California law permits a corporation to provide “supermajority vote” provisions in its Articles of Incorporation, which would require specific actions to obtain greater than a majority of the votes, but not more than 66  2/3 percent. Nevada law does not permit supermajority vote provisions. If we become subject to Section 2115(b), it is possible that our stockholders would vote to amend our Articles of Incorporation and require a supermajority vote for us to take specific actions.

Under California law, in a disposition of substantially of all the corporation’s assets, if the acquiring party is in control of or under common control with the disposing corporation, the principal terms of the sale must be approved by 90 percent of the stockholders. Although Nevada law does contain certain rules governing interested stockholder business combinations, it does not require similar stockholder approval. If we become subject to Section 2115(b), we may have to obtain the vote of a greater percentage of the stockholders to approve a sale of our assets to a party that is in control of, or under common control with, us.

California law places certain additional approval rights in connection with a merger if all of the shares of each class or series of a corporation are not treated equally or if the surviving or parent party to a merger

 

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represents more than 50 percent of the voting power of the other corporation prior to the merger. Nevada law does not require such approval. If we become subject to Section 2115(b), we may have to obtain a the vote of a greater percentage of the stockholders to approve a merger that treats shares of a class or series differently or where a surviving or parent party to the merger represents more than 50% of the voting power of the other corporation prior to the merger.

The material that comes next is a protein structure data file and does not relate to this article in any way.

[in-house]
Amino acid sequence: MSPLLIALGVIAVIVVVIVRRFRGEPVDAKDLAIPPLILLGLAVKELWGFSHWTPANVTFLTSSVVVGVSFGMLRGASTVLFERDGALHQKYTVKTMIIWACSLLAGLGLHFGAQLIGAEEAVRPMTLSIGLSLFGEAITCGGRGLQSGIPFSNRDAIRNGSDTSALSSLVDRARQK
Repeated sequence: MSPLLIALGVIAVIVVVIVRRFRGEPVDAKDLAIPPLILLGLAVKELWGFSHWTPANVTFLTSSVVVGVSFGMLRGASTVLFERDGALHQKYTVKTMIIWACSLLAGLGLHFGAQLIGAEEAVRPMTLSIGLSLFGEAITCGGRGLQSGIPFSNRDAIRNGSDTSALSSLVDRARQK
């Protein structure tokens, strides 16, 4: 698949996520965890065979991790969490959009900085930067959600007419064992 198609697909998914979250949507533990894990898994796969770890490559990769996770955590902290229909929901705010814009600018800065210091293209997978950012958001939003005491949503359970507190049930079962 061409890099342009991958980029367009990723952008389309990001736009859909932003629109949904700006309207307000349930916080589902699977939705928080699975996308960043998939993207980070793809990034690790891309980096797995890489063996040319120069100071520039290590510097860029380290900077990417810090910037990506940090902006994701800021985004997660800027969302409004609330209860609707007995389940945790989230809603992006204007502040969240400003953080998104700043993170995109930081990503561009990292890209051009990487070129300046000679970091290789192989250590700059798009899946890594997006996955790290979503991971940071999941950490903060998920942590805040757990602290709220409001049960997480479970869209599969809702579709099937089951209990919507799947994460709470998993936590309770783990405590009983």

California law requires the vote of each class to approve a reorganization or a conversion of a corporation into another entity. Nevada law does not require a separate vote for each class. If we become subject to Section 2115(b), we may have to obtain the approval of each class if we desire to reorganize or convert into another type of entity.

California law provides greater dissenters’ rights to stockholders than Nevada law. If we become subject to Section 2115(b), more stockholders may be entitled to dissenters’ rights, which may limit our ability to merge with another entity or reorganize.

Our stock is deemed to be penny stock.

Our stock is currently traded on the OTCQB, operated by the OTC Markets Group, Inc., and is subject to the “penny stock rules” adopted pursuant to Section 15(g) of the Securities Exchange Act of 1934, as amended (the “Exchange Act”). The penny stock rules apply to companies not listed on a national exchange whose common stock trades at less than $5.00 per share or which have tangible net worth of less than $5,000,000 ($2,000,000 if the company has been operating for three or more years). Such rules require, among other things, that brokers who trade “penny stock” to persons other than “established customers” complete certain documentation, make suitability inquiries of investors and provide investors with certain information concerning trading in the security, including a risk disclosure document and quote information under certain circumstances. Penny stocks sold in violation of the applicable rules may entitle the buyer of the stock to rescind the sale and receive a full refund from the broker.